If ever there was a more symbolic moment of English football’s position of being years off the pace, it was the actions of Sky Sports’ (Britain’s answer to ESPN) main presenters over the weekend. Idolised by many, Andy Gray’s comments over a female official highlighted the “lad” culture of the nation.
Let’s make one thing clear here. Any Englishman telling you that Gray was out of order should probably head down to his local and listen to the conversations that take place every night. It’s a footballing country dominated by alpha-male culture. In fact, the very suggestion that a woman be allowed to officiate caused an uproar on its inception several years ago.
What Andy Gray said was wrong and colleague Richard Keys was no better. In the modern day, comments like that shouldn’t be thought of, let alone muttered under a microphone on the biggest sports channel in the country.
Many in England feel Sky firing Gray and letting Keys resign was over the top, a knee jerk reaction to the ever present mass media coverage the Premier League receives. But this is an island where, and I speak from experience, girls are banned from playing football in schools to prevent the boys’ game being hampered. In fact, I’d never even seen a game between two girls until I moved to Canada four years ago.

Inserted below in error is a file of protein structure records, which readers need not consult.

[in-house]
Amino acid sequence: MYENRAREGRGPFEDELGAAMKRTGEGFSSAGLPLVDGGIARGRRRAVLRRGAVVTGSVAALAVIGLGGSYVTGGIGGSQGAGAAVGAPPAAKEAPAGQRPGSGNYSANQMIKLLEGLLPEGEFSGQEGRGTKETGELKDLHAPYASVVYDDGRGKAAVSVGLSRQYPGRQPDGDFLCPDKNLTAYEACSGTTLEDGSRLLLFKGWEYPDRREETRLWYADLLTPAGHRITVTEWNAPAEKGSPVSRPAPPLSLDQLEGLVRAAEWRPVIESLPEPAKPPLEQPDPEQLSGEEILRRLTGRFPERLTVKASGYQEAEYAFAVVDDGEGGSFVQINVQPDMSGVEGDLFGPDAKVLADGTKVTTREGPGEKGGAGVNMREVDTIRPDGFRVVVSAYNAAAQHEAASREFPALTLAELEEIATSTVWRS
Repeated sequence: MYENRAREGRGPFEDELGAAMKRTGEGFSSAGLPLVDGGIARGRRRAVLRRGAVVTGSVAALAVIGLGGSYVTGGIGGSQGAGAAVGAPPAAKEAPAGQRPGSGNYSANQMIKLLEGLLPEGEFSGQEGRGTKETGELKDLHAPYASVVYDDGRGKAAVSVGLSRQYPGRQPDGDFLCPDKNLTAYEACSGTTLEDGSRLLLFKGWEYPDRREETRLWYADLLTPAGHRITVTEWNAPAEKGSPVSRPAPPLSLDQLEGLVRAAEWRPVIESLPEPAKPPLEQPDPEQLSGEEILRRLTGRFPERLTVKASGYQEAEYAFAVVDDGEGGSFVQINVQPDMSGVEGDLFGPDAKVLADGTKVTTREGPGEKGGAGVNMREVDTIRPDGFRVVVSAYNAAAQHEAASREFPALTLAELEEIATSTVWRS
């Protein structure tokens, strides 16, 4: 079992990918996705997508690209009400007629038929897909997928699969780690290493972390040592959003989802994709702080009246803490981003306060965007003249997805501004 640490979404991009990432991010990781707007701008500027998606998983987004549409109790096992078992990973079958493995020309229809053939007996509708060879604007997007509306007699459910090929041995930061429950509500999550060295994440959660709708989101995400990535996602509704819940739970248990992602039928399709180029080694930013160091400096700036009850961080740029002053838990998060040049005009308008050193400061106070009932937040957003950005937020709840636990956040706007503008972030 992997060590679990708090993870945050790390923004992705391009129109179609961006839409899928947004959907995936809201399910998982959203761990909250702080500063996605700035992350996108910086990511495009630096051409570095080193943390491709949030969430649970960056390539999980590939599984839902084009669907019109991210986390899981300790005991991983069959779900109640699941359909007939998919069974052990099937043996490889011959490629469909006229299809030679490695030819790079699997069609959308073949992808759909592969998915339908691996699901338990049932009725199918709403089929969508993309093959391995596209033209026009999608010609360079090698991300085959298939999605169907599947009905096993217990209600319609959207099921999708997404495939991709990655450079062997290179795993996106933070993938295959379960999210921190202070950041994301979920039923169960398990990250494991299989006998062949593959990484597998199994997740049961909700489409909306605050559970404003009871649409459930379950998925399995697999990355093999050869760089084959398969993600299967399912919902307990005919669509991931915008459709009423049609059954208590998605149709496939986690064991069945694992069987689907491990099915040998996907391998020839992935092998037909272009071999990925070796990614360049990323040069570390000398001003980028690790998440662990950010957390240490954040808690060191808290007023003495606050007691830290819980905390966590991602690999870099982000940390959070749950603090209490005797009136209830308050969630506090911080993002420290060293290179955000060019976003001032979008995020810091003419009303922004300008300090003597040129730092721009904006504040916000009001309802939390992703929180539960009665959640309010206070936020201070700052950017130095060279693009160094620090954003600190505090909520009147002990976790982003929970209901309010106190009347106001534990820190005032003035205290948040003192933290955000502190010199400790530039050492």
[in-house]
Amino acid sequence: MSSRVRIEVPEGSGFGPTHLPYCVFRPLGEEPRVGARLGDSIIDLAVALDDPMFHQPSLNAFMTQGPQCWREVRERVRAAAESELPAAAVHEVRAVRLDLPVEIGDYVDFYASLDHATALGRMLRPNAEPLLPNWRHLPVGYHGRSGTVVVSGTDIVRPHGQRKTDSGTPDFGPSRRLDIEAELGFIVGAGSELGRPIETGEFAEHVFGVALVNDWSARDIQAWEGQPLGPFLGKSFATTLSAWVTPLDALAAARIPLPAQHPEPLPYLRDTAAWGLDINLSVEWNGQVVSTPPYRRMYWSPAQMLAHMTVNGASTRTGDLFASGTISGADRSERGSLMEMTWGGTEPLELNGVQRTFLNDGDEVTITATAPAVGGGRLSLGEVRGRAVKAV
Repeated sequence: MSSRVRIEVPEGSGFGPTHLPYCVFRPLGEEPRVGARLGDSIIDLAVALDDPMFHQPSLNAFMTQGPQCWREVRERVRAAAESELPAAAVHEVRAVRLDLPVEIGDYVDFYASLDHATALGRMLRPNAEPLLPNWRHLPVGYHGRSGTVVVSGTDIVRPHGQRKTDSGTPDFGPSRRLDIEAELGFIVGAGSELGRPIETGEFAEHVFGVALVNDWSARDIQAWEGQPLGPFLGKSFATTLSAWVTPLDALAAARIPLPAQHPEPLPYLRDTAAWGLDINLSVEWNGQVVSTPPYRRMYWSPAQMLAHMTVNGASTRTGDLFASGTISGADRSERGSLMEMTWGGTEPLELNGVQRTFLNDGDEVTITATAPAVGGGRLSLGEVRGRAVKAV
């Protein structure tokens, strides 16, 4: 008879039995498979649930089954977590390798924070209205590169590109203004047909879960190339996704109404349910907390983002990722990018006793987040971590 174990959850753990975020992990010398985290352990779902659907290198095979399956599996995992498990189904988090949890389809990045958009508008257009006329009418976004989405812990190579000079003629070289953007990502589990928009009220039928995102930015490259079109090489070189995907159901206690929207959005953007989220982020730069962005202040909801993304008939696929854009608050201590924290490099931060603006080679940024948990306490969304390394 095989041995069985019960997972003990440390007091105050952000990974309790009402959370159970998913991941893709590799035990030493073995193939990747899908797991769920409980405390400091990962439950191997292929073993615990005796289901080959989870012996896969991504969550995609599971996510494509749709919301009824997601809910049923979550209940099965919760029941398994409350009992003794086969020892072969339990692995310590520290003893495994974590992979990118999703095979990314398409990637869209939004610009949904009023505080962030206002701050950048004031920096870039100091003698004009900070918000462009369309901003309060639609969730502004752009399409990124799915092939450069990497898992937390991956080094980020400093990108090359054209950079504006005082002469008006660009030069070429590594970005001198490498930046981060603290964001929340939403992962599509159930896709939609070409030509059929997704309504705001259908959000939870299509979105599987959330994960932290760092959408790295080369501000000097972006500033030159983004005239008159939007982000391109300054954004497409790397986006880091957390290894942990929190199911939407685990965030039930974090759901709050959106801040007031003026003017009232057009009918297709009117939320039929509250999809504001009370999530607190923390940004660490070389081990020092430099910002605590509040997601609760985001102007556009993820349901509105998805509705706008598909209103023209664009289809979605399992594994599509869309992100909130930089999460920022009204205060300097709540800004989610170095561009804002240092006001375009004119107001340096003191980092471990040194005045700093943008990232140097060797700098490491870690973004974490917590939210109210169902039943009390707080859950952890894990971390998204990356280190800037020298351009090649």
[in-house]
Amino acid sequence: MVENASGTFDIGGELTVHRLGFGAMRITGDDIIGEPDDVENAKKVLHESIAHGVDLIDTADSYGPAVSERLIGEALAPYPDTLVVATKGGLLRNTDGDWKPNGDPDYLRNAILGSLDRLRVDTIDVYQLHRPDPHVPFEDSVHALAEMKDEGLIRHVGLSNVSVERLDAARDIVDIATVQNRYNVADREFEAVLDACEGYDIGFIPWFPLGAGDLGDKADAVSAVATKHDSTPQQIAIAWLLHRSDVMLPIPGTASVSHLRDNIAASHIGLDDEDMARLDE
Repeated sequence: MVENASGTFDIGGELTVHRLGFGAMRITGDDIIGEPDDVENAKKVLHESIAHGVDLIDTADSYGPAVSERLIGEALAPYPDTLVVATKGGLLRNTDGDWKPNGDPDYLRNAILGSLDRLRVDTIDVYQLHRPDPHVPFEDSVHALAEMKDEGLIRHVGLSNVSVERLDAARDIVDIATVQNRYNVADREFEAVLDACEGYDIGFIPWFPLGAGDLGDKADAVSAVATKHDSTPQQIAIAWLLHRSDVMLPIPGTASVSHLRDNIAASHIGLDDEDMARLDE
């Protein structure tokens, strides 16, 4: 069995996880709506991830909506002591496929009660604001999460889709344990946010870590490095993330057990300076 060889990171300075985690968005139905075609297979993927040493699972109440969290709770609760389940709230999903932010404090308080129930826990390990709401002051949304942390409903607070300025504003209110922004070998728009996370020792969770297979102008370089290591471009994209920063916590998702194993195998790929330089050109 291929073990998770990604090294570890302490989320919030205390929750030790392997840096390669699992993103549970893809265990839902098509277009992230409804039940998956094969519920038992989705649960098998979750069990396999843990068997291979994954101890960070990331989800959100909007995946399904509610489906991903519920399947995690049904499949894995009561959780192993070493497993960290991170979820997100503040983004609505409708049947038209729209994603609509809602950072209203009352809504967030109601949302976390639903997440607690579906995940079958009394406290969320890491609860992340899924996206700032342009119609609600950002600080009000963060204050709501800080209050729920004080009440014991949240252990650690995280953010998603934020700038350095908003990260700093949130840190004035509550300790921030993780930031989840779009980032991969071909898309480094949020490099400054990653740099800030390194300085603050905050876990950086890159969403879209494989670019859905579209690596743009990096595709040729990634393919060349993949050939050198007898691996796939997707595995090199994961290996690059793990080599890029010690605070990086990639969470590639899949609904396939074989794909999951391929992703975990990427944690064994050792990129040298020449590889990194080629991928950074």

It’s a crying shame. So while many may feel empathy for the two, I hope the majority take this as an opportunity to realize that attitudes must change. Bullish, testosterone- fuelled aggression has quite clearly never worked on a world stage for England (well, maybe away from sport it has), so how about something new?
We could start with more money for FA Academies for girls at grass roots levels, and more exposure to the Women’s game. It is 2011 after all. Heck, Keys and Gray could do worse than use their severance packages to help out.
Oh, and while we’re at it, how about Sepp Blatter does us all a favour and realizes the suffragette movement actually happened.